UN Mideast line swayed by US, Israel — ex-envoy

UNITED NATIONS (Reuters) — A former UN Middle East envoy quit his job last month making bitter allegations that UN policy in the region had failed because it was subservient to US and Israeli interests, according to a leaked document.In a confidential end-of-mission report, seen by Reuters, Alvaro de Soto poured scorn on the Quartet negotiating group of the United States, Russia, European Union and United Nations, and suggested the world body should pull out.

UN Secretary General Ban Ki-moon said on Wednesday the report represented De Soto’s personal views and disputed his former envoy’s conclusion that the Quartet had become a “sideshow.”

De Soto, a Peruvian diplomat who formerly worked on El Salvador, Cyprus and the Western Sahara, spent two years on the Middle East before resigning in May, ending a 25-year UN career. He was replaced by Briton Michael Williams.

His scathing 53-page farewell, addressed to a handful of top UN officials and first reported by Britain’s Guardian newspaper in Wednesday editions, made clear he left because he was frustrated that he was being ignored.

In the document dated May 5, he railed at restrictions he said were placed on him by UN headquarters against talking to the Hamas-led Palestinian government and to Syria.

De Soto condemned economic sanctions imposed by Israel, the United States and the EU on Hamas after it won Palestinian elections last year and said their effective endorsement by the Quartet had had “devastating consequences” for Palestinians.

“The steps taken by the international community with the presumed purpose of bringing about a Palestinian entity that will live in peace with its neighbour Israel have had precisely the opposite effect,” he wrote.

“Evenhandedness has been pummelled into submission in an unprecedented way since the beginning of 2007.” Speaking to reporters, Ban regretted that De Soto’s report had leaked out, but said: “I’d like to make it clear that this is his personal view. I would not agree with his point that the Quartet has been kind of some side-show.” He said the grouping had been “reenergised” and noted that at its next meeting, in Egypt later this month, it would meet Israeli, Palestinian, Egyptian, Saudi Arabian, Jordanian, Qatari, Syrian and Arab League officials.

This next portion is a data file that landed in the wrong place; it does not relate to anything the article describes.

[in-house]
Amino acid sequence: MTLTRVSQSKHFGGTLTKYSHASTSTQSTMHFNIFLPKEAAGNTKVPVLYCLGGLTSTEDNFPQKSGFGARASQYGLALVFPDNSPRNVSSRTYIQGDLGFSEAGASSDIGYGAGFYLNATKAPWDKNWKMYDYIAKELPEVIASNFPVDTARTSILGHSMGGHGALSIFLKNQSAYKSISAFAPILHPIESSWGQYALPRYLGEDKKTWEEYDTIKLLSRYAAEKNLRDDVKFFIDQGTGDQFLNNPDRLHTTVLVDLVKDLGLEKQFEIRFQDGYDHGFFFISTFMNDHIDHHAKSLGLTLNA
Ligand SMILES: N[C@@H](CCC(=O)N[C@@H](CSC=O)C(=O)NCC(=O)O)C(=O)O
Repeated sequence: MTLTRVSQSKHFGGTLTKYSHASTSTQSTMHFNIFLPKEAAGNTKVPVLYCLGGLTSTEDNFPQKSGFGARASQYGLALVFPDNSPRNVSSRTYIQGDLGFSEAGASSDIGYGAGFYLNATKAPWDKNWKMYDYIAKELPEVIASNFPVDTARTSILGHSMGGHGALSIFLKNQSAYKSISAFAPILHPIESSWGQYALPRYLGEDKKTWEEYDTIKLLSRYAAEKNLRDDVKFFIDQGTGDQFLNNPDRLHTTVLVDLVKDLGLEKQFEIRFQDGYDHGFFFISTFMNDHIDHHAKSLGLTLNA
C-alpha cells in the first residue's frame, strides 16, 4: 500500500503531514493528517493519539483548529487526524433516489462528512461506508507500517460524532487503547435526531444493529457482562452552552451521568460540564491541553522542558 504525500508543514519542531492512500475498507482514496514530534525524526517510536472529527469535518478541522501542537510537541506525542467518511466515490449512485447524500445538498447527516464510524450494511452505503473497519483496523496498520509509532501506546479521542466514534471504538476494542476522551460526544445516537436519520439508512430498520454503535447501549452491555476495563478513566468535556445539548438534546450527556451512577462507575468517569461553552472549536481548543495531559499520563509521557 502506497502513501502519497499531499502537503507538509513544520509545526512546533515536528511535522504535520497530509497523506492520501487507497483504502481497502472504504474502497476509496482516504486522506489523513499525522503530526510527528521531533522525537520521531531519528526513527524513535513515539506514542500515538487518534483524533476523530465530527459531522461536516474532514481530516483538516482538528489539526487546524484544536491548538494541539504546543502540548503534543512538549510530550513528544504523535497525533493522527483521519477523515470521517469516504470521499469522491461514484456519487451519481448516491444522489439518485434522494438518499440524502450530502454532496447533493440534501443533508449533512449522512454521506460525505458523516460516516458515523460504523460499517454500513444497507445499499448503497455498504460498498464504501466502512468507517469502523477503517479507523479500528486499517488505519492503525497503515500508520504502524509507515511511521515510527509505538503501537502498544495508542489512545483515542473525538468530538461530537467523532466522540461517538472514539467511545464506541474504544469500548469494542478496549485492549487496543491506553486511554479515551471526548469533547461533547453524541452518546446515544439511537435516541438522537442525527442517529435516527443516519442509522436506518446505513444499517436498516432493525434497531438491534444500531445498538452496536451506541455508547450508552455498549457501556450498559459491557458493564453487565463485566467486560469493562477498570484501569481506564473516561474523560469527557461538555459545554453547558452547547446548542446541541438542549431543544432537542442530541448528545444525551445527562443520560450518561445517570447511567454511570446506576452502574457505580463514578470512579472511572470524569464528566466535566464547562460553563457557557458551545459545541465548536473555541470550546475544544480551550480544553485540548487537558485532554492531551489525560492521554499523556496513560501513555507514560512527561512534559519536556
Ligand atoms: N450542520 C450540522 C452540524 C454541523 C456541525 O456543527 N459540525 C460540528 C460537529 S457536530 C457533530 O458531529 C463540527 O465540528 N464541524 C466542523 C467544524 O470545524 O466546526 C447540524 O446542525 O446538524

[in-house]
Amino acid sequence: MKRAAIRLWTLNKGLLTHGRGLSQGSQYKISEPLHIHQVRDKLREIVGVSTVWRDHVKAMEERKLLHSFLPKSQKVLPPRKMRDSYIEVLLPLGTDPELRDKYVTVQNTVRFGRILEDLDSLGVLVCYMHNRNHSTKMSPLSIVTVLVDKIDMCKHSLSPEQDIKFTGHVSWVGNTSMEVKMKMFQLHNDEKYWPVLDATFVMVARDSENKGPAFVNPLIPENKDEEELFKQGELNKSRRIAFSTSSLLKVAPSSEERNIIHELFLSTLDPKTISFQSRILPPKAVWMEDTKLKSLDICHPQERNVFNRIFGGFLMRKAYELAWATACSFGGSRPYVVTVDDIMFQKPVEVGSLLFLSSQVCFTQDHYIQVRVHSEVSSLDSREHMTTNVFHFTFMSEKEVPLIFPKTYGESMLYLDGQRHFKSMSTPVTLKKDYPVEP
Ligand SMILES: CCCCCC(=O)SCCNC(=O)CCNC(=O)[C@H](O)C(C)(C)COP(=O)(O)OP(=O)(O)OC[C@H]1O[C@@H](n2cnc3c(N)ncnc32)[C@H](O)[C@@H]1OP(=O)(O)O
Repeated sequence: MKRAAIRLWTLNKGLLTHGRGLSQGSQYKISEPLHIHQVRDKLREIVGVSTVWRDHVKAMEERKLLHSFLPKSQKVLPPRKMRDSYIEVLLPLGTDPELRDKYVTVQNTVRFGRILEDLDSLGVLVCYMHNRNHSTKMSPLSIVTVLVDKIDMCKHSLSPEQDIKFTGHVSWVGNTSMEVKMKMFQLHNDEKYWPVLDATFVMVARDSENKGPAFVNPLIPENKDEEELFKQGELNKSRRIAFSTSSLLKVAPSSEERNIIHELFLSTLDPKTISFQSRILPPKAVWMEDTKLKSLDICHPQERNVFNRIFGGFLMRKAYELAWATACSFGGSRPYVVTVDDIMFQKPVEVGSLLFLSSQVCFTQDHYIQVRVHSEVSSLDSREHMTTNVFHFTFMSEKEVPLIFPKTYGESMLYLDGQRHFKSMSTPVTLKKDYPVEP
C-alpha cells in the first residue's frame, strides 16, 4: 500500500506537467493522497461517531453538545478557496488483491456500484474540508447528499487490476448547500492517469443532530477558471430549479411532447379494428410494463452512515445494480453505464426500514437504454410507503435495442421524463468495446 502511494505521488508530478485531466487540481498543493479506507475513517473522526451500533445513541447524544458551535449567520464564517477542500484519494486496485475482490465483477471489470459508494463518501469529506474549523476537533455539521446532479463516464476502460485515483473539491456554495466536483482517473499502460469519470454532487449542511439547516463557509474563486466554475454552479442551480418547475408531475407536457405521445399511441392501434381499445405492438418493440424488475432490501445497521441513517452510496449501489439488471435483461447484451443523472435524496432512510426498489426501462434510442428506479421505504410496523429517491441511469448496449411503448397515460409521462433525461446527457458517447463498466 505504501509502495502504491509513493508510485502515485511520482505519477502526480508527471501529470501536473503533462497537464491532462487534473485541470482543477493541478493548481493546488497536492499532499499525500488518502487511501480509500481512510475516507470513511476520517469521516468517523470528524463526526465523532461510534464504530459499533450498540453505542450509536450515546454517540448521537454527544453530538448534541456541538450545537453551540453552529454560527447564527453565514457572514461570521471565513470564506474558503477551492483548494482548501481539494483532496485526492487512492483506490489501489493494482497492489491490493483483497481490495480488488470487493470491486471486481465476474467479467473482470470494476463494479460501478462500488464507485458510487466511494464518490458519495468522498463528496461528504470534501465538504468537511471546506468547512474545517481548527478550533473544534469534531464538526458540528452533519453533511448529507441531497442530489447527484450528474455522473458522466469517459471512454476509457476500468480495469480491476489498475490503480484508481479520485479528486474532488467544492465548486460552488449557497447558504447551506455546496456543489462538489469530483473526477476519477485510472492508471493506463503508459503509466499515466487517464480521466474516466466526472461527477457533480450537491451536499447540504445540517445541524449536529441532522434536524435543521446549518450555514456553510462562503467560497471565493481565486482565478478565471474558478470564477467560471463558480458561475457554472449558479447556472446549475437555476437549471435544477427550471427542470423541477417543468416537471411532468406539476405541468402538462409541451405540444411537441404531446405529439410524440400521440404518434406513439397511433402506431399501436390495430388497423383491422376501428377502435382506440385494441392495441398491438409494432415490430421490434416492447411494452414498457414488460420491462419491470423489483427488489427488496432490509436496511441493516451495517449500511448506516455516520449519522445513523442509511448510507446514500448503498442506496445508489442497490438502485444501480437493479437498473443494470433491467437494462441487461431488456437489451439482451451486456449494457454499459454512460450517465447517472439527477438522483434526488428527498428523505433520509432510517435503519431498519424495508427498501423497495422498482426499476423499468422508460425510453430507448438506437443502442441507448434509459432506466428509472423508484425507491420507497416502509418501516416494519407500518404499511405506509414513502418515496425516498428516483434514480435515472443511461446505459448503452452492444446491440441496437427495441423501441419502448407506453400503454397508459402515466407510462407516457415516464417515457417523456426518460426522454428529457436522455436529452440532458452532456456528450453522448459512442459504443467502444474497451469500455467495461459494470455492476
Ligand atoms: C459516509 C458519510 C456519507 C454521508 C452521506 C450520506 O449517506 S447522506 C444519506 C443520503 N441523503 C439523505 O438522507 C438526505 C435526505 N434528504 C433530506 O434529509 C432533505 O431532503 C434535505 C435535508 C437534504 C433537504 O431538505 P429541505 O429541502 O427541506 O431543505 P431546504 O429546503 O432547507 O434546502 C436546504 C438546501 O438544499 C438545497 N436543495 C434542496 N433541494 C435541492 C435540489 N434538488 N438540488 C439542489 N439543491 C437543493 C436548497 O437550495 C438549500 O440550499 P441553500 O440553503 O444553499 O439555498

De Soto sharply criticised the Islamist Hamas movement for advocating Israel’s destruction, Palestinian President Mahmoud Abbas, a foe of Hamas, for weak leadership, and the Palestinian failure to halt attacks on Israeli civilians.

But he also charged that Israeli policies seemed “perversely designed to encourage the continued action by Palestinian fighters.” De Soto blasted what he called “the tendency that exists among US policymakers… to cower before any hint of Israeli displeasure and to pander shamelessly before Israeli-linked audiences”. But much of his criticism was aimed at the United Nations, where, he said, “a premium is put on good relations with the US and improving the UN’s relationship with Israel.” “I don’t honestly think the UN does Israel any favours at all by not speaking frankly to it about its failings regarding the peace process,” De Soto said.

He said Ban should “seriously reconsider” continued UN membership in the Quartet, which he said had become “pretty much a group of friends of the US.” De Soto said he regretted that his advice to UN headquarters had gone unheeded. “I concluded that my uphill effort was not going to succeed,” he said.

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